Tell me the weight of a snowflake,”
A coal mouse asks a wild dove.
“Nothing more than nothing,” is the answer.
In that case, I must tell you
A marvelous story,” the coal mouse says.
“I sat on the branch of a fir tree,
close to its trunk, when it began to snow . . .
Since I did not have anything better to do,
I counted the snowflakes settling
on the twigs and needles of my branch.
Their number was exactly 3,741,952.
When the next snowflake dropped onto
the branch – nothing more than nothing,
as you say – the branch broke off . . .”
The dove, since Noah’s time
An authority on the matter,
Thought about the story for a while
And finally says to herself:
“Perhaps, there is only one person’s voice lacking
for peace to come about in the world.”
The day the new year begins is important. Whether the new year begins in late March (the Romans), or the Fall (our Jewish sisters and brothers), it is not the day, but the possibilty of beginning anew that we cling to. And yet, “new year’s resolutions” do not have a high rate of success. Something more than resoultions are needed.
The story of the coal mouse and wild dove invites us to a new way of thinking about ourselves. In this vast fast paced technology driven world, among billions of people, we have a role. We do believe that, some day, peace will be realized in our world; racism and exploitation of people will pass, people will be house, fed and educated. We do not know when this will happen, but we must continue to belileve that our voice, our participation is necessary. In our story that 3,741,953rd snowflake, the addition of “nothing more than nothing” changes everything.
While each person is important, we have been given each other. We do not live and work alone. We belong to a community. Your work, your presence, your voice and gives are an important part of this community – St. Christopher’s By-the-Sea Episcopal Church on Harbor Drive. I thank you for all you have done for St. Christopher’s in times past and look forward to the gifts you will share in the future – the snowflake that you will add to our parish and to our world. “Perhaps, there is only one person’s voice lacking for peace to come about in the world.”
“I invite you, in the name of the Church, to the observance of a Holy Lent… ”
Dear Sisters and Brothers:
It has been said that Lent is a time of personal spiritual growth: a time when I give up chocolate
or alcohol or dessert. It is a time when one takes on a certain spiritual discipline: perhaps a
specific study book, or method or frequency of prayer. We often ask one another: “What are you
doing for Lent this year?” And our answers frequently imply that Lent really and truly is all about
me (or maybe you).
On Ash Wednesday, we heard the Lenten Exhortation and prayed the Litany of Penitence. Both
were couched in communal terms. The Exhortation reminds us that it was “the custom of the
Church to prepare … by a season of penitence and fasting”; that it was a “time in which converts
to the faith were prepared for Holy Baptism”; and “when those who … had been separated from
the body of the faithful were reconciled … and restored to the fellowship of the Church.” In the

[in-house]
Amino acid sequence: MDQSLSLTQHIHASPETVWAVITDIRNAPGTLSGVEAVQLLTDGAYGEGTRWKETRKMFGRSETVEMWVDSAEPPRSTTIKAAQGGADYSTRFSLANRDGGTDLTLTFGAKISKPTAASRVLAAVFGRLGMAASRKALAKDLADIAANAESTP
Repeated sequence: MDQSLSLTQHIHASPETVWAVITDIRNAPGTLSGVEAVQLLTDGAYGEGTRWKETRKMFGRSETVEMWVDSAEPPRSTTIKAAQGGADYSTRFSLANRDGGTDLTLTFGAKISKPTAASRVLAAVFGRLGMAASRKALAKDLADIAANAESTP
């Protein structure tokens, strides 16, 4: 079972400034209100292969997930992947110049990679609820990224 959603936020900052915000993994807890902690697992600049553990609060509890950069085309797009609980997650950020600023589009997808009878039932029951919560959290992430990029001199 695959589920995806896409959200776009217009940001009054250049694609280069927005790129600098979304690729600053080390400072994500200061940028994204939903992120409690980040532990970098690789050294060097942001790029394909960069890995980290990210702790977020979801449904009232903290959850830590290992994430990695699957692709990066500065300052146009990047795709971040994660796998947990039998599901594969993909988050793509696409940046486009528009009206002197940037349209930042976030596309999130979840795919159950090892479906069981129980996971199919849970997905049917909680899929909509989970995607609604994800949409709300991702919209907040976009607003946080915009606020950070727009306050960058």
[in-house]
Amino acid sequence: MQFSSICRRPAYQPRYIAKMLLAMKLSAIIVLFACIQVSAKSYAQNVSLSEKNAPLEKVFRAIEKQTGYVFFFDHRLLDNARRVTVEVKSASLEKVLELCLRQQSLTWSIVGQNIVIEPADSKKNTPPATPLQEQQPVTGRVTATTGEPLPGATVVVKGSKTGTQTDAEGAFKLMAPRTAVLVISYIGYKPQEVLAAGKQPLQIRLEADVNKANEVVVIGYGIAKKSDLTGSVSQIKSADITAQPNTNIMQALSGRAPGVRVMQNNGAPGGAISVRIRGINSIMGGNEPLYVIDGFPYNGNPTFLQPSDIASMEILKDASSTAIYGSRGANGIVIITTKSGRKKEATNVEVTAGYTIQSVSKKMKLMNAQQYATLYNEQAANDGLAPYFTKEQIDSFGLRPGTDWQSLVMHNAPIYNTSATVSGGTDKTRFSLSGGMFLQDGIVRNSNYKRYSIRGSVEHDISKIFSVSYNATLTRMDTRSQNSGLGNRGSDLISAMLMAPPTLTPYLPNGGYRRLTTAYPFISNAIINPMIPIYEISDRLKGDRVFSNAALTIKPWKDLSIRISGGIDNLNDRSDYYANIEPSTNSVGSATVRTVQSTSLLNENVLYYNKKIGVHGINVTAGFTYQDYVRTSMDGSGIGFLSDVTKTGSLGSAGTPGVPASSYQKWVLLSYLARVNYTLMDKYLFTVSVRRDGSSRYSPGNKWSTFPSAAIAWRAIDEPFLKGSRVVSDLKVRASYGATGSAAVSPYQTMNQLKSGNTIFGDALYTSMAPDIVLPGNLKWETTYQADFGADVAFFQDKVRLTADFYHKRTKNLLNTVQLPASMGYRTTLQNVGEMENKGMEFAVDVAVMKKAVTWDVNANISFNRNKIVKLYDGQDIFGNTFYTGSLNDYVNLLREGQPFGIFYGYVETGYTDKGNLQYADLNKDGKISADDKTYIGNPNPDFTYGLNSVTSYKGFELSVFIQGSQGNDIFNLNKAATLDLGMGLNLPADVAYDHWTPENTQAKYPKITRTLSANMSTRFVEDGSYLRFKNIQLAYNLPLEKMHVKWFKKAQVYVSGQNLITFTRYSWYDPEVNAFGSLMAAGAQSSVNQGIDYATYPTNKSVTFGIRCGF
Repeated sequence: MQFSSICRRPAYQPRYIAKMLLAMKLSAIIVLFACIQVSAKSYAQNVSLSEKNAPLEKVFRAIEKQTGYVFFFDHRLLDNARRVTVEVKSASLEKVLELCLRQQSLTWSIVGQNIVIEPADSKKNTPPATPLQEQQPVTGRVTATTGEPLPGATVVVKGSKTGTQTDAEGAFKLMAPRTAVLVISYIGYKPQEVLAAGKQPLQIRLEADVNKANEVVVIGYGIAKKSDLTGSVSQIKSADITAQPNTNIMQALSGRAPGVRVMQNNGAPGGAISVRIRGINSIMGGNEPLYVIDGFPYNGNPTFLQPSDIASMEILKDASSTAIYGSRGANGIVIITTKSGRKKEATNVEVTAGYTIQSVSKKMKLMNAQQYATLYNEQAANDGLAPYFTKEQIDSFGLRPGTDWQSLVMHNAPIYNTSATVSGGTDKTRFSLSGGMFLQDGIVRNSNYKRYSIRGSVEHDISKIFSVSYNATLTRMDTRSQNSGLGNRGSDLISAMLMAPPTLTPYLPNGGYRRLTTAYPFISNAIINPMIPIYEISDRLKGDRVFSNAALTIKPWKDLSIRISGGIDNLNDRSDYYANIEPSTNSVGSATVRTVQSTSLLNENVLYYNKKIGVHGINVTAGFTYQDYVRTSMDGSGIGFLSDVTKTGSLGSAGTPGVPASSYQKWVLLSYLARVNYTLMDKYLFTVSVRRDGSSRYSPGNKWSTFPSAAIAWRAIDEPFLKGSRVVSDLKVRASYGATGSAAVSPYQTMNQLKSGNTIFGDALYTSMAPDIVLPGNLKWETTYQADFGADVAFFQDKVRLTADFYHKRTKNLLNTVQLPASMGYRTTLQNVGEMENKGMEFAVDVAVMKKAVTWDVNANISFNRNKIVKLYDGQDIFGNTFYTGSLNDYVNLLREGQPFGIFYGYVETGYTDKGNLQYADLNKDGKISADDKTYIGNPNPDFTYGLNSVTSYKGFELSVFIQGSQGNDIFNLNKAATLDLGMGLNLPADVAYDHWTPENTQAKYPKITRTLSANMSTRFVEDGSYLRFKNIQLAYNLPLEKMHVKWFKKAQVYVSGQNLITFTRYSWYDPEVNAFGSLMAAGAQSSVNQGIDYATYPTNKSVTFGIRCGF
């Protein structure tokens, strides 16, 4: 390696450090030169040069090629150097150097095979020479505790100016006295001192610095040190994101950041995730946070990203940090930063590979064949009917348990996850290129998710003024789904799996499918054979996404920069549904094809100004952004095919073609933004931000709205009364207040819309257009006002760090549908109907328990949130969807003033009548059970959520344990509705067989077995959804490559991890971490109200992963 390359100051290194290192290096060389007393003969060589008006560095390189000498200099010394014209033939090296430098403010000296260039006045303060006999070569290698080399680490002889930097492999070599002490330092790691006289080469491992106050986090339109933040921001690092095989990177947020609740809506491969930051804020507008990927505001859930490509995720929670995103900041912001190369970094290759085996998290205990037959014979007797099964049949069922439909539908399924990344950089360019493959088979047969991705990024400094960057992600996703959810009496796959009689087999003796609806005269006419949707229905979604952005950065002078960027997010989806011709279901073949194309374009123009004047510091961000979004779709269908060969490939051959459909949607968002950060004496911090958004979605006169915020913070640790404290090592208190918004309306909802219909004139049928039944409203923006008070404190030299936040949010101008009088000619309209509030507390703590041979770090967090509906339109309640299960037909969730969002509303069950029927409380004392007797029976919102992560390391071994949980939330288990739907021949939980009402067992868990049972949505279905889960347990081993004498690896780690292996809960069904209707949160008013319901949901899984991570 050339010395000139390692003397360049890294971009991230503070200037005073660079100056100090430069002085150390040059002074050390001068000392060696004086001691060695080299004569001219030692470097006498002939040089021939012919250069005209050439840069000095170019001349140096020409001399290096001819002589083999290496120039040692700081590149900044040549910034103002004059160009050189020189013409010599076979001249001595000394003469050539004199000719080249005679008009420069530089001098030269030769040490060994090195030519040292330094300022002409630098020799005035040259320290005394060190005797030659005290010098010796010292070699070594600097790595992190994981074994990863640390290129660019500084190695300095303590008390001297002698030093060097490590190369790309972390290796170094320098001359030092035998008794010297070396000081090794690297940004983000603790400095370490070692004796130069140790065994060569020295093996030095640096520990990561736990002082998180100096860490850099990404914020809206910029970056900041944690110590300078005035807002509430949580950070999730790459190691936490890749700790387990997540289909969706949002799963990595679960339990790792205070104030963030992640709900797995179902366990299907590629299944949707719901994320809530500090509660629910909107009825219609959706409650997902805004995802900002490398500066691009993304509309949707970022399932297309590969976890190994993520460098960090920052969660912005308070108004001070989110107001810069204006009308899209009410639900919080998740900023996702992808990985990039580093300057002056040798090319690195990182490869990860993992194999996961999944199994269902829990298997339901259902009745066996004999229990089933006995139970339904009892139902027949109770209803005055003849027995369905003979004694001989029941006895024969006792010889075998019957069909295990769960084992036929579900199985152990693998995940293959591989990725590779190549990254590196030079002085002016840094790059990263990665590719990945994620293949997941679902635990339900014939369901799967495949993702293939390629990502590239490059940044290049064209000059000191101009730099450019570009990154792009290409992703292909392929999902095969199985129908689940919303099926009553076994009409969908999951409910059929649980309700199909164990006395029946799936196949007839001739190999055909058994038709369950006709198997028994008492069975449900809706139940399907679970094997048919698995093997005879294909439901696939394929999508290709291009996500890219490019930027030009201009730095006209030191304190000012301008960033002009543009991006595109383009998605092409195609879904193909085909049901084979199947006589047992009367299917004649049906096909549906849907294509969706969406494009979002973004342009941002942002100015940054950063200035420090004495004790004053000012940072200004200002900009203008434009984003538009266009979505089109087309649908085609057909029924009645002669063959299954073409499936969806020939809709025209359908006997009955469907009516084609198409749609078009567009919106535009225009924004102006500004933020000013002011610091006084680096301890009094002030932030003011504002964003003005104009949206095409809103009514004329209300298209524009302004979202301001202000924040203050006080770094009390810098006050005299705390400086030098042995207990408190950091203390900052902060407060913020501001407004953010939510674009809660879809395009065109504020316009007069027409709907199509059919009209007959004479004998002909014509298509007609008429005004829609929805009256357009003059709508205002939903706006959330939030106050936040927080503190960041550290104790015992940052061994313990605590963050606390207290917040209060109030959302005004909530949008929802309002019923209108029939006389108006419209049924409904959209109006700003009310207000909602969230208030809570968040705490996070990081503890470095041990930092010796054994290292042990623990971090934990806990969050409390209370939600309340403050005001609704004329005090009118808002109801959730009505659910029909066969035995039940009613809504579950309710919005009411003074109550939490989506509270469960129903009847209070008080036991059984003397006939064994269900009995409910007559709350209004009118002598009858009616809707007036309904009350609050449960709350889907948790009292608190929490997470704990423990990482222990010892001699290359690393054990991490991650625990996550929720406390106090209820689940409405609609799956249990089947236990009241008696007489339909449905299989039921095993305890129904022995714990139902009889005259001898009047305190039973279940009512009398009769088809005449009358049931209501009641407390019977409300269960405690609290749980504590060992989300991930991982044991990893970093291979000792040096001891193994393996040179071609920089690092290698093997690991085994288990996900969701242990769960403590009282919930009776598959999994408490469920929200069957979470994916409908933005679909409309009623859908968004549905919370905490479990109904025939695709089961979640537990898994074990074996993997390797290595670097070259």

Litany of Penitence, we acknowledge that “we have not loved with our whole heart, and mind,
and strength” that “we have been deaf’ and we confess “our self-indulgent appetites,” “our anger,”
and “our negligence.”
Lent is not so much about you or me as individuals, as it is about us. For the Prayer Book invites
us as citizens and as saints to an observance of a holy Lent not to make us better individuals
(although I hope it does) but to make us more aware of our membership in the Body of Christ,
the Church, and thus more responsible citizens not of a particular nation, but of the world.
Lent, then, is a journey that we take together so that we might observe “with great devotion the
days of our Lord’s passion and resurrection.” It is about us and our relationship with God and to
one another. It is a time when those bonds are to be nourished and strengthened. It is a time to
listen to God and do what God asks. Jesus is the key. He continually tells us that God is heard in
the voices of one another – in calls for help and support, in calls for love and care, healing and
Lent is not all about me. Nor is it all about you. It is about us. And so, I invite you, in the name
of the Church, to the observance of a Holy Lent, by self-examination and repentance: by prayer,
fasting and self denial; and by reading and meditating on God’s holy Word.
Keep the Faith,
Christmas! Christmas that very special time of year when we join with our loved ones, once again, in sharing centuries
old traditions. Christmas! The very word brings joy to our hearts.
As Christians, we often proclaim that we are Resurrection people; and as we live out the reality of the promise of
Christ’s resurrection, we are. This time of year, we rejoice that we are also people of the Creche.
No matter how much we may have dreaded the rush, the long Christmas lists for gifts and cards to be bought and given
– now that Christmas Eve has finally arrived, there is still the same warm feeling we had as children, the same warmth
that enfolds our hearts and our homes, the same sense of wonder and the same yearning for love.
On behalf of St. Christopher’s church community, the Vestry, the faculty, the staff, the Clergy and myself
May you have the gladness of Christmas which is hope;
May you have the spirit of Christmas which is peace;
May you have the heart of Christmas which is love. Amen.